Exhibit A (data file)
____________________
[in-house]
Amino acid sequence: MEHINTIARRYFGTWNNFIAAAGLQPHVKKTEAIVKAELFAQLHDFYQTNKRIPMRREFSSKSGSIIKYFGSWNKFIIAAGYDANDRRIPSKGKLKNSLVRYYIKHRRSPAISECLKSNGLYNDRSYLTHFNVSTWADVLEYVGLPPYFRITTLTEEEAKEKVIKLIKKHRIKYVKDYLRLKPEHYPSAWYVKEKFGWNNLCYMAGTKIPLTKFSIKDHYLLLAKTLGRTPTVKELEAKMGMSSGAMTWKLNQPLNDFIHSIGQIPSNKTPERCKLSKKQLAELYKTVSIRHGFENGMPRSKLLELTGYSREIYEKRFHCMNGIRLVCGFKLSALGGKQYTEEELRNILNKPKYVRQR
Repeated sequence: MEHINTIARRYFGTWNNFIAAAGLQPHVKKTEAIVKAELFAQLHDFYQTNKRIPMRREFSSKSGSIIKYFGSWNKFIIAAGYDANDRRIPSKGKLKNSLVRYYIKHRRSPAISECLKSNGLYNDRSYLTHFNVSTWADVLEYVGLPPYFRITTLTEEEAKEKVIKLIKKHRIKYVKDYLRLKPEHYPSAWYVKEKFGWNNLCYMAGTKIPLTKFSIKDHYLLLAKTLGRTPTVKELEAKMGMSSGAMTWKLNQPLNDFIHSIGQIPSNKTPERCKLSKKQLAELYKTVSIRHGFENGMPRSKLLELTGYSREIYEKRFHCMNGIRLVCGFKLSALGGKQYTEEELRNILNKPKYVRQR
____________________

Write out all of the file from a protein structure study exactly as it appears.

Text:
[in-house]
Amino acid sequence: MEHINTIARRYFGTWNNFIAAAGLQPHVKKTEAIVKAELFAQLHDFYQTNKRIPMRREFSSKSGSIIKYFGSWNKFIIAAGYDANDRRIPSKGKLKNSLVRYYIKHRRSPAISECLKSNGLYNDRSYLTHFNVSTWADVLEYVGLPPYFRITTLTEEEAKEKVIKLIKKHRIKYVKDYLRLKPEHYPSAWYVKEKFGWNNLCYMAGTKIPLTKFSIKDHYLLLAKTLGRTPTVKELEAKMGMSSGAMTWKLNQPLNDFIHSIGQIPSNKTPERCKLSKKQLAELYKTVSIRHGFENGMPRSKLLELTGYSREIYEKRFHCMNGIRLVCGFKLSALGGKQYTEEELRNILNKPKYVRQR
Repeated sequence: MEHINTIARRYFGTWNNFIAAAGLQPHVKKTEAIVKAELFAQLHDFYQTNKRIPMRREFSSKSGSIIKYFGSWNKFIIAAGYDANDRRIPSKGKLKNSLVRYYIKHRRSPAISECLKSNGLYNDRSYLTHFNVSTWADVLEYVGLPPYFRITTLTEEEAKEKVIKLIKKHRIKYVKDYLRLKPEHYPSAWYVKEKFGWNNLCYMAGTKIPLTKFSIKDHYLLLAKTLGRTPTVKELEAKMGMSSGAMTWKLNQPLNDFIHSIGQIPSNKTPERCKLSKKQLAELYKTVSIRHGFENGMPRSKLLELTGYSREIYEKRFHCMNGIRLVCGFKLSALGGKQYTEEELRNILNKPKYVRQR